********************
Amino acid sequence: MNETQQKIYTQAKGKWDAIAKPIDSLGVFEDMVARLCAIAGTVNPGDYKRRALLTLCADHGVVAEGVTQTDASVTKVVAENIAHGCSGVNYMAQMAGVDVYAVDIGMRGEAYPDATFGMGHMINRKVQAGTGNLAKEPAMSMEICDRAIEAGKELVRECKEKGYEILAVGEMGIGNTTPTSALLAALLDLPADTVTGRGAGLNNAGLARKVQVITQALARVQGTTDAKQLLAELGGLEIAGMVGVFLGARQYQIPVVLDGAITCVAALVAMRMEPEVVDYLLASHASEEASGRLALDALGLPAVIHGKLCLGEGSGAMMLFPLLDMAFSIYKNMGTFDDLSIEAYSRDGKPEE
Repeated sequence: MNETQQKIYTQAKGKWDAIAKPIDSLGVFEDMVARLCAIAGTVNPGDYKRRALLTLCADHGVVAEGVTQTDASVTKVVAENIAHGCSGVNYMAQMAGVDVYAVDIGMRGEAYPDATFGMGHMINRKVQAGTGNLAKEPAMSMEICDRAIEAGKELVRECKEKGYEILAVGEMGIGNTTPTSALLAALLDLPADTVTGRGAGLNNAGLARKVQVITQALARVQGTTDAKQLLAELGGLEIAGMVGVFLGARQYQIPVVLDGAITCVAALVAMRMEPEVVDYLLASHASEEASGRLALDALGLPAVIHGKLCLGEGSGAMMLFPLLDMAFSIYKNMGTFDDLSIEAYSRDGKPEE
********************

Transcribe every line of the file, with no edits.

Amino acid sequence: MNETQQKIYTQAKGKWDAIAKPIDSLGVFEDMVARLCAIAGTVNPGDYKRRALLTLCADHGVVAEGVTQTDASVTKVVAENIAHGCSGVNYMAQMAGVDVYAVDIGMRGEAYPDATFGMGHMINRKVQAGTGNLAKEPAMSMEICDRAIEAGKELVRECKEKGYEILAVGEMGIGNTTPTSALLAALLDLPADTVTGRGAGLNNAGLARKVQVITQALARVQGTTDAKQLLAELGGLEIAGMVGVFLGARQYQIPVVLDGAITCVAALVAMRMEPEVVDYLLASHASEEASGRLALDALGLPAVIHGKLCLGEGSGAMMLFPLLDMAFSIYKNMGTFDDLSIEAYSRDGKPEE
Repeated sequence: MNETQQKIYTQAKGKWDAIAKPIDSLGVFEDMVARLCAIAGTVNPGDYKRRALLTLCADHGVVAEGVTQTDASVTKVVAENIAHGCSGVNYMAQMAGVDVYAVDIGMRGEAYPDATFGMGHMINRKVQAGTGNLAKEPAMSMEICDRAIEAGKELVRECKEKGYEILAVGEMGIGNTTPTSALLAALLDLPADTVTGRGAGLNNAGLARKVQVITQALARVQGTTDAKQLLAELGGLEIAGMVGVFLGARQYQIPVVLDGAITCVAALVAMRMEPEVVDYLLASHASEEASGRLALDALGLPAVIHGKLCLGEGSGAMMLFPLLDMAFSIYKNMGTFDDLSIEAYSRDGKPEE